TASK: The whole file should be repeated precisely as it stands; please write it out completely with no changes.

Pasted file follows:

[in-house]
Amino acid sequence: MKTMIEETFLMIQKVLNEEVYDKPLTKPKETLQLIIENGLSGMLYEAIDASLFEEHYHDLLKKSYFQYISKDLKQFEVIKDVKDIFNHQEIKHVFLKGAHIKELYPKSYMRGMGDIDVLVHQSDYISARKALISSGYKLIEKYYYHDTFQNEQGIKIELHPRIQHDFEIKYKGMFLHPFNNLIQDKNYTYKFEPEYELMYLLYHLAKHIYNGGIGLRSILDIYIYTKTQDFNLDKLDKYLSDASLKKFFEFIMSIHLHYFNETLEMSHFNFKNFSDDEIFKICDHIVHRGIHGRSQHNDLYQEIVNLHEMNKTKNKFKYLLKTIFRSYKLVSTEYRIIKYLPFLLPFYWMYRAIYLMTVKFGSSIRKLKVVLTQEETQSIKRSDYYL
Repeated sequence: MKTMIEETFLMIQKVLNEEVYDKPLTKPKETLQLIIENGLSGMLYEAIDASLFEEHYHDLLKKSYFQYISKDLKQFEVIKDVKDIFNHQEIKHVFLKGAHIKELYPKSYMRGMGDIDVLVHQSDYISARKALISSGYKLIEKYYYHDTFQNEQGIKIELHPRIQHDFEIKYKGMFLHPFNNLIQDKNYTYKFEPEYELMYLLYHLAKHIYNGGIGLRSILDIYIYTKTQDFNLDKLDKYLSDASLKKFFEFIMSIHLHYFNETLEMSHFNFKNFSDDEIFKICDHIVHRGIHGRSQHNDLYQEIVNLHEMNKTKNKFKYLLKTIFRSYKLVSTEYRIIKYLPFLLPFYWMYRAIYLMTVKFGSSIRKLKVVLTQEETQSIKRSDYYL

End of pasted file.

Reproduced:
[in-house]
Amino acid sequence: MKTMIEETFLMIQKVLNEEVYDKPLTKPKETLQLIIENGLSGMLYEAIDASLFEEHYHDLLKKSYFQYISKDLKQFEVIKDVKDIFNHQEIKHVFLKGAHIKELYPKSYMRGMGDIDVLVHQSDYISARKALISSGYKLIEKYYYHDTFQNEQGIKIELHPRIQHDFEIKYKGMFLHPFNNLIQDKNYTYKFEPEYELMYLLYHLAKHIYNGGIGLRSILDIYIYTKTQDFNLDKLDKYLSDASLKKFFEFIMSIHLHYFNETLEMSHFNFKNFSDDEIFKICDHIVHRGIHGRSQHNDLYQEIVNLHEMNKTKNKFKYLLKTIFRSYKLVSTEYRIIKYLPFLLPFYWMYRAIYLMTVKFGSSIRKLKVVLTQEETQSIKRSDYYL
Repeated sequence: MKTMIEETFLMIQKVLNEEVYDKPLTKPKETLQLIIENGLSGMLYEAIDASLFEEHYHDLLKKSYFQYISKDLKQFEVIKDVKDIFNHQEIKHVFLKGAHIKELYPKSYMRGMGDIDVLVHQSDYISARKALISSGYKLIEKYYYHDTFQNEQGIKIELHPRIQHDFEIKYKGMFLHPFNNLIQDKNYTYKFEPEYELMYLLYHLAKHIYNGGIGLRSILDIYIYTKTQDFNLDKLDKYLSDASLKKFFEFIMSIHLHYFNETLEMSHFNFKNFSDDEIFKICDHIVHRGIHGRSQHNDLYQEIVNLHEMNKTKNKFKYLLKTIFRSYKLVSTEYRIIKYLPFLLPFYWMYRAIYLMTVKFGSSIRKLKVVLTQEETQSIKRSDYYL